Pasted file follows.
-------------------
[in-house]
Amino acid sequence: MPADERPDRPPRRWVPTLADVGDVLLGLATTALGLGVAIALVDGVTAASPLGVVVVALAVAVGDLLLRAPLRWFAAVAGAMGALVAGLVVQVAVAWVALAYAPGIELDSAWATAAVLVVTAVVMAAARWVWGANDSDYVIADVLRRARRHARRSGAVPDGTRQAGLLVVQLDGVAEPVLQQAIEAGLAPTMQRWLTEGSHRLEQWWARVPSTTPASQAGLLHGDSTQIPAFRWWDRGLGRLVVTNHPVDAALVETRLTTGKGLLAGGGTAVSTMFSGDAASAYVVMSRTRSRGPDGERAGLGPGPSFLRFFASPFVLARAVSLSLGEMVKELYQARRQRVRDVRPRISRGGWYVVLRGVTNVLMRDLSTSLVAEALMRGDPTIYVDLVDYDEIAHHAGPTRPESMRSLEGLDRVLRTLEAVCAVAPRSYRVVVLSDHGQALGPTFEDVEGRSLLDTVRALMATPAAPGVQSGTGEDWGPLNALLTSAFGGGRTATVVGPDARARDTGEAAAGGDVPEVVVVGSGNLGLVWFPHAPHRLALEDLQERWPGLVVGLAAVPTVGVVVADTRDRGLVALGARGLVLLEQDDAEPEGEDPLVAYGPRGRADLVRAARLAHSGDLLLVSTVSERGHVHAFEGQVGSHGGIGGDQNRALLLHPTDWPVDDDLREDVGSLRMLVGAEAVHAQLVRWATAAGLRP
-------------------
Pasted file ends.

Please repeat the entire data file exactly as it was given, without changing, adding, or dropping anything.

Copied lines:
[in-house]
Amino acid sequence: MPADERPDRPPRRWVPTLADVGDVLLGLATTALGLGVAIALVDGVTAASPLGVVVVALAVAVGDLLLRAPLRWFAAVAGAMGALVAGLVVQVAVAWVALAYAPGIELDSAWATAAVLVVTAVVMAAARWVWGANDSDYVIADVLRRARRHARRSGAVPDGTRQAGLLVVQLDGVAEPVLQQAIEAGLAPTMQRWLTEGSHRLEQWWARVPSTTPASQAGLLHGDSTQIPAFRWWDRGLGRLVVTNHPVDAALVETRLTTGKGLLAGGGTAVSTMFSGDAASAYVVMSRTRSRGPDGERAGLGPGPSFLRFFASPFVLARAVSLSLGEMVKELYQARRQRVRDVRPRISRGGWYVVLRGVTNVLMRDLSTSLVAEALMRGDPTIYVDLVDYDEIAHHAGPTRPESMRSLEGLDRVLRTLEAVCAVAPRSYRVVVLSDHGQALGPTFEDVEGRSLLDTVRALMATPAAPGVQSGTGEDWGPLNALLTSAFGGGRTATVVGPDARARDTGEAAAGGDVPEVVVVGSGNLGLVWFPHAPHRLALEDLQERWPGLVVGLAAVPTVGVVVADTRDRGLVALGARGLVLLEQDDAEPEGEDPLVAYGPRGRADLVRAARLAHSGDLLLVSTVSERGHVHAFEGQVGSHGGIGGDQNRALLLHPTDWPVDDDLREDVGSLRMLVGAEAVHAQLVRWATAAGLRP